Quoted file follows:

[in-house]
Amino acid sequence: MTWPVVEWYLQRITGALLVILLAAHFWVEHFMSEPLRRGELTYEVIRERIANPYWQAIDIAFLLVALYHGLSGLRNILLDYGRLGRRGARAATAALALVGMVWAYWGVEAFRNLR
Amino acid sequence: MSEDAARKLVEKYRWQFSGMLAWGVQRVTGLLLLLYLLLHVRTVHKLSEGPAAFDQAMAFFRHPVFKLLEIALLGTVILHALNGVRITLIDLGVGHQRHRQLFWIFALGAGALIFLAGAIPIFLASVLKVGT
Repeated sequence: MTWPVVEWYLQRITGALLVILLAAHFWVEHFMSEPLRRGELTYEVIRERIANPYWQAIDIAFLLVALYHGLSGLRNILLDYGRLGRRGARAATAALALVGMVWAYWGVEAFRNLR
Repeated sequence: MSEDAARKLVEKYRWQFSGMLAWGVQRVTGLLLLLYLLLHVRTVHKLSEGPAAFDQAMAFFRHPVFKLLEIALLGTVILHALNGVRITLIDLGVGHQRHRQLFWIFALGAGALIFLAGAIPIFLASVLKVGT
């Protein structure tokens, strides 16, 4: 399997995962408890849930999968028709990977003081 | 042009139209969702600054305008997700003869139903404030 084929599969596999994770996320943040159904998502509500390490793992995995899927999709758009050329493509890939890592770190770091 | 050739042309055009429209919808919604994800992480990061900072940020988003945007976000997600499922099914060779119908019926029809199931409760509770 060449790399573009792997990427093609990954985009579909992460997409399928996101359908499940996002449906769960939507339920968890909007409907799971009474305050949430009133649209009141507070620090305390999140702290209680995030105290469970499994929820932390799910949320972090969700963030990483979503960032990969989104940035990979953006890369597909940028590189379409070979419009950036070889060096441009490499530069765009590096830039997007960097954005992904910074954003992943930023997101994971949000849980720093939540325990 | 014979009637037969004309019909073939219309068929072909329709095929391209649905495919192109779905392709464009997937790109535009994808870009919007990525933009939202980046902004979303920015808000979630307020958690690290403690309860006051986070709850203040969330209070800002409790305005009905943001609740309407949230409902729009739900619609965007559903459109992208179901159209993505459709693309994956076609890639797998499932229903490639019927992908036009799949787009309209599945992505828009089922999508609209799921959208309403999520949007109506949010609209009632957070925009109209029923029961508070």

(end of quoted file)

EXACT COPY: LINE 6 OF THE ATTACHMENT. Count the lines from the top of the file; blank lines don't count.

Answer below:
């Protein structure tokens, strides 16, 4: 399997995962408890849930999968028709990977003081 | 042009139209969702600054305008997700003869139903404030 084929599969596999994770996320943040159904998502509500390490793992995995899927999709758009050329493509890939890592770190770091 | 050739042309055009429209919808919604994800992480990061900072940020988003945007976000997600499922099914060779119908019926029809199931409760509770 060449790399573009792997990427093609990954985009579909992460997409399928996101359908499940996002449906769960939507339920968890909007409907799971009474305050949430009133649209009141507070620090305390999140702290209680995030105290469970499994929820932390799910949320972090969700963030990483979503960032990969989104940035990979953006890369597909940028590189379409070979419009950036070889060096441009490499530069765009590096830039997007960097954005992904910074954003992943930023997101994971949000849980720093939540325990 | 014979009637037969004309019909073939219309068929072909329709095929391209649905495919192109779905392709464009997937790109535009994808870009919007990525933009939202980046902004979303920015808000979630307020958690690290403690309860006051986070709850203040969330209070800002409790305005009905943001609740309407949230409902729009739900619609965007559903459109992208179901159209993505459709693309994956076609890639797998499932229903490639019927992908036009799949787009309209599945992505828009089922999508609209799921959208309403999520949007109506949010609209009632957070925009109209029923029961508070």